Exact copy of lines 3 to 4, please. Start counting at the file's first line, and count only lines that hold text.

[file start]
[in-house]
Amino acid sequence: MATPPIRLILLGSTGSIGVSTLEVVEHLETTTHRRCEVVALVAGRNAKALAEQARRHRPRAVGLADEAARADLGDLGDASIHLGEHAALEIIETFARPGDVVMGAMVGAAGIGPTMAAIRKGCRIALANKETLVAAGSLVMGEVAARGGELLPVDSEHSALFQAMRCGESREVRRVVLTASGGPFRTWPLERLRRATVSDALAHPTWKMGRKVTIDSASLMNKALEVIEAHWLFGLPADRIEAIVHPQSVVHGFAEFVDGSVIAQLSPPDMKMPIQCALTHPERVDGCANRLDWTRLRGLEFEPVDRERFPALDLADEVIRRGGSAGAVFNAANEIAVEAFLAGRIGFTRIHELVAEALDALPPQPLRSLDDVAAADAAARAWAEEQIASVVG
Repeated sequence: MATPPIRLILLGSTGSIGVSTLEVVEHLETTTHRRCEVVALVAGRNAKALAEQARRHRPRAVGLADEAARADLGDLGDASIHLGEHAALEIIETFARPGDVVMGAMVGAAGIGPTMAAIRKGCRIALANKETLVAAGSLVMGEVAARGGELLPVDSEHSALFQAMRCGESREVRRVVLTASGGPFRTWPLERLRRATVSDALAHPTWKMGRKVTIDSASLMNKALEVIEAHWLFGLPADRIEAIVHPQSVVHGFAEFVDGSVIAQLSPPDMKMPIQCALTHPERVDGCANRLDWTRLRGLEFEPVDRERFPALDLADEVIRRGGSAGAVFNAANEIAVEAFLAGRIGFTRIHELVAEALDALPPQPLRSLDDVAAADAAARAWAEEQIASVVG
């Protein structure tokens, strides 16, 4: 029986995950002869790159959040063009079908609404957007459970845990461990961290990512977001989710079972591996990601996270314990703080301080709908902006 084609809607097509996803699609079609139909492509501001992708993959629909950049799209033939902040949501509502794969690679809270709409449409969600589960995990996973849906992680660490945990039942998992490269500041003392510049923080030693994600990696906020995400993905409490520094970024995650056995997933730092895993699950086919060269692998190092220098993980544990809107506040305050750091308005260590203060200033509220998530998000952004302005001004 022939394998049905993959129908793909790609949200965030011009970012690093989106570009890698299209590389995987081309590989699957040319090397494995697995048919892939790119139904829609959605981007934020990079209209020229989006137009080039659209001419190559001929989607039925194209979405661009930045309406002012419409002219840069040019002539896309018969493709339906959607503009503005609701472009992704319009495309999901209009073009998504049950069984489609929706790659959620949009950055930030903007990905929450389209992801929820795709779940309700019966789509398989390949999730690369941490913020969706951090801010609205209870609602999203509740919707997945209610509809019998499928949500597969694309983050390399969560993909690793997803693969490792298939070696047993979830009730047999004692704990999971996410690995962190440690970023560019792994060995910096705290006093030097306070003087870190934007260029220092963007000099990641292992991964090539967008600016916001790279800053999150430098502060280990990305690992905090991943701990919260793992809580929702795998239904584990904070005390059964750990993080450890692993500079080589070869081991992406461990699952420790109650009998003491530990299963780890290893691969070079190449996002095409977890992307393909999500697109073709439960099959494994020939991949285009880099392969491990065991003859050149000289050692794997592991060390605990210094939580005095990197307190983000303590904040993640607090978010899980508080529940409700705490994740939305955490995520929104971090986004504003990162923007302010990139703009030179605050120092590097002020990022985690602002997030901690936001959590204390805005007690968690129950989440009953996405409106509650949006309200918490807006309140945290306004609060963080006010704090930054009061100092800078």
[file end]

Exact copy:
Repeated sequence: MATPPIRLILLGSTGSIGVSTLEVVEHLETTTHRRCEVVALVAGRNAKALAEQARRHRPRAVGLADEAARADLGDLGDASIHLGEHAALEIIETFARPGDVVMGAMVGAAGIGPTMAAIRKGCRIALANKETLVAAGSLVMGEVAARGGELLPVDSEHSALFQAMRCGESREVRRVVLTASGGPFRTWPLERLRRATVSDALAHPTWKMGRKVTIDSASLMNKALEVIEAHWLFGLPADRIEAIVHPQSVVHGFAEFVDGSVIAQLSPPDMKMPIQCALTHPERVDGCANRLDWTRLRGLEFEPVDRERFPALDLADEVIRRGGSAGAVFNAANEIAVEAFLAGRIGFTRIHELVAEALDALPPQPLRSLDDVAAADAAARAWAEEQIASVVG
């Protein structure tokens, strides 16, 4: 029986995950002869790159959040063009079908609404957007459970845990461990961290990512977001989710079972591996990601996270314990703080301080709908902006 084609809607097509996803699609079609139909492509501001992708993959629909950049799209033939902040949501509502794969690679809270709409449409969600589960995990996973849906992680660490945990039942998992490269500041003392510049923080030693994600990696906020995400993905409490520094970024995650056995997933730092895993699950086919060269692998190092220098993980544990809107506040305050750091308005260590203060200033509220998530998000952004302005001004 022939394998049905993959129908793909790609949200965030011009970012690093989106570009890698299209590389995987081309590989699957040319090397494995697995048919892939790119139904829609959605981007934020990079209209020229989006137009080039659209001419190559001929989607039925194209979405661009930045309406002012419409002219840069040019002539896309018969493709339906959607503009503005609701472009992704319009495309999901209009073009998504049950069984489609929706790659959620949009950055930030903007990905929450389209992801929820795709779940309700019966789509398989390949999730690369941490913020969706951090801010609205209870609602999203509740919707997945209610509809019998499928949500597969694309983050390399969560993909690793997803693969490792298939070696047993979830009730047999004692704990999971996410690995962190440690970023560019792994060995910096705290006093030097306070003087870190934007260029220092963007000099990641292992991964090539967008600016916001790279800053999150430098502060280990990305690992905090991943701990919260793992809580929702795998239904584990904070005390059964750990993080450890692993500079080589070869081991992406461990699952420790109650009998003491530990299963780890290893691969070079190449996002095409977890992307393909999500697109073709439960099959494994020939991949285009880099392969491990065991003859050149000289050692794997592991060390605990210094939580005095990197307190983000303590904040993640607090978010899980508080529940409700705490994740939305955490995520929104971090986004504003990162923007302010990139703009030179605050120092590097002020990022985690602002997030901690936001959590204390805005007690968690129950989440009953996405409106509650949006309200918490807006309140945290306004609060963080006010704090930054009061100092800078």